Divorced Women Lose Out On £337m A Year Due To Pensions Oversight

1 November 2017, 05:32


Divorced women in Scotland lose out on £337 million a year because pensions are not considered during break-up proceedings, according to a study.

Scottish Widows research shows seven out of 10 couples in the country would not take the payments into account when separating, leaving women "short-changed" by hundreds of millions of pounds.

Just 9% claimed they would want a fair share despite the average married couple's retirement pot totalling £109,000.

Catherine Stewart, retirement expert at Scottish Widows, said: "Generally speaking, women's retirement prospects are worse than men's.

"The persistent gender pay gap, maternity leave and career breaks can all hold back women's earning potential and this often impacts pension savings.

"Relationship breakdowns can leave people really vulnerable but, quite simply, they're also throwing significant sums of money down the drain.

"It is important that everyone - whether single, married or divorced - take steps to understand their finances and prepare for their independent future should a relationship break down.

"We would urge men and women to better understand the legalities around what happens to pension pots during divorce proceedings as often they are the second largest, if not the largest, asset a couple owns."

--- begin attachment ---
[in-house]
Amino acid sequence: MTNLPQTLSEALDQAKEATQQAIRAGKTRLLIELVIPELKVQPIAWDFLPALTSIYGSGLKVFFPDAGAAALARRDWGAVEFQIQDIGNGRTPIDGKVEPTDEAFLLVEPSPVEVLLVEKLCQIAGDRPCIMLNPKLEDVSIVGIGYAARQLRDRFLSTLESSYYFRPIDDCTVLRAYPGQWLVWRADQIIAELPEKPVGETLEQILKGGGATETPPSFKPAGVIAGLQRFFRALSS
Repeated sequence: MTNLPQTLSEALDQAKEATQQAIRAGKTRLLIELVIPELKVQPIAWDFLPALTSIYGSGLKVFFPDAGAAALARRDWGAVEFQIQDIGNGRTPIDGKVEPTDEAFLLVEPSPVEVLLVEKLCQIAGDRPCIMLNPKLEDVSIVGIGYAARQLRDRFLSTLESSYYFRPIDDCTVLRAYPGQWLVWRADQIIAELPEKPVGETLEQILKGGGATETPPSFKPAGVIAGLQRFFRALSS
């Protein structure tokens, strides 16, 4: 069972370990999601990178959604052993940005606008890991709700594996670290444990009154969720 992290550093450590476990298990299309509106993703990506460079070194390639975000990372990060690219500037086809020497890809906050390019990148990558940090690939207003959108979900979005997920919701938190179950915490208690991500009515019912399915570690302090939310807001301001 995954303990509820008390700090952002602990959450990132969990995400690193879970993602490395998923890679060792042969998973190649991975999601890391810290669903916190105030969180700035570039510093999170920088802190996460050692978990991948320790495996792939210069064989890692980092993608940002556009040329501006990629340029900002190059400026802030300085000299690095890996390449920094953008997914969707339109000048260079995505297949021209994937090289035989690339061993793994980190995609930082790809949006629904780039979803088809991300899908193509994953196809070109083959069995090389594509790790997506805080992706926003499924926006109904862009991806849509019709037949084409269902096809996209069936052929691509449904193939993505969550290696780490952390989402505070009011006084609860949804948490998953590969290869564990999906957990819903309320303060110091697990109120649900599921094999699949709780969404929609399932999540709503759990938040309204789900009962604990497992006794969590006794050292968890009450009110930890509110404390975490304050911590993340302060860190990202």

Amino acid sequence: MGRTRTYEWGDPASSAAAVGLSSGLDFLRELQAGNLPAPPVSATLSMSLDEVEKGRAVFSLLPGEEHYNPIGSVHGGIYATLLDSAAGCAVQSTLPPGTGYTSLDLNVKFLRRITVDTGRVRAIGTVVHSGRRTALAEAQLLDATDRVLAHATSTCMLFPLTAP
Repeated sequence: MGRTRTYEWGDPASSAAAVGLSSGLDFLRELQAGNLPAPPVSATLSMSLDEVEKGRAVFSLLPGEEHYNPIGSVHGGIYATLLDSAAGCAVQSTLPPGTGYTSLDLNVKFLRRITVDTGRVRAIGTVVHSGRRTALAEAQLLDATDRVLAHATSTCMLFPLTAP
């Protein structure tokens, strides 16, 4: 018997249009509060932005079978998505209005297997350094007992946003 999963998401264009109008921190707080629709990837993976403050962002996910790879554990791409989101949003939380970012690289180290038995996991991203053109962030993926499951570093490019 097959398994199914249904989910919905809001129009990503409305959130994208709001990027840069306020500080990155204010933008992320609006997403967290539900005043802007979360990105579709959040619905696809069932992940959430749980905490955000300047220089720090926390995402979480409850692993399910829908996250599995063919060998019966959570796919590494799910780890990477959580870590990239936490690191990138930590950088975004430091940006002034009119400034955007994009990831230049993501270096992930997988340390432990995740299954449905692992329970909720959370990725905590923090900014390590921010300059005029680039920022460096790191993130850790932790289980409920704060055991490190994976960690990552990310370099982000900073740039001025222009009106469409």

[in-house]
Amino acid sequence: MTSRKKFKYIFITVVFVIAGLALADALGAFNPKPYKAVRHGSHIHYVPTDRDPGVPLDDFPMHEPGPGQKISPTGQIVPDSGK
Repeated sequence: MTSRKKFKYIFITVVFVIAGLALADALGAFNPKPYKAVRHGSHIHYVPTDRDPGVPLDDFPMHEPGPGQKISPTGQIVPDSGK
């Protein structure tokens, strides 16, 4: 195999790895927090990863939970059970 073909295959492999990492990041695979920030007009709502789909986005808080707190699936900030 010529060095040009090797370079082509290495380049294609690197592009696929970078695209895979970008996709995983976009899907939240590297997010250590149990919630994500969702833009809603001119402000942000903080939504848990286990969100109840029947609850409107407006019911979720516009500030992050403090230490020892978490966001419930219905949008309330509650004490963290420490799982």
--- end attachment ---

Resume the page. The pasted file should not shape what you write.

The survey shows women are less well prepared for retirement than men in Scotland, with 49% saving adequately for the future compared with 69% respectively.

Furthermore, 43% of women say their retirement prospects would become worse after a split, compared with just 28% of men.

Advice from the firm says the matter can be dealt with in a number of ways during divorce, with the starting point being to find out what pensions there are, what are they worth and how they fit with any other assets.

If an adjustment needs to be made to get a fair outcome after separation, this can be done by one person keeping their payments but the other getting more of the other assets.

Alternatively, the court can make a sharing order giving a percentage of one person's pension to the other while a combination of the two methods is also an option.

The research shows half of married people would fight for a fair share of any jointly-owned property and 32% would want to split their combined savings.

The study was carried out online by YouGov across a total of 5,314 adults in April, with additional research by Opinium across a total of 5,000 adults in September.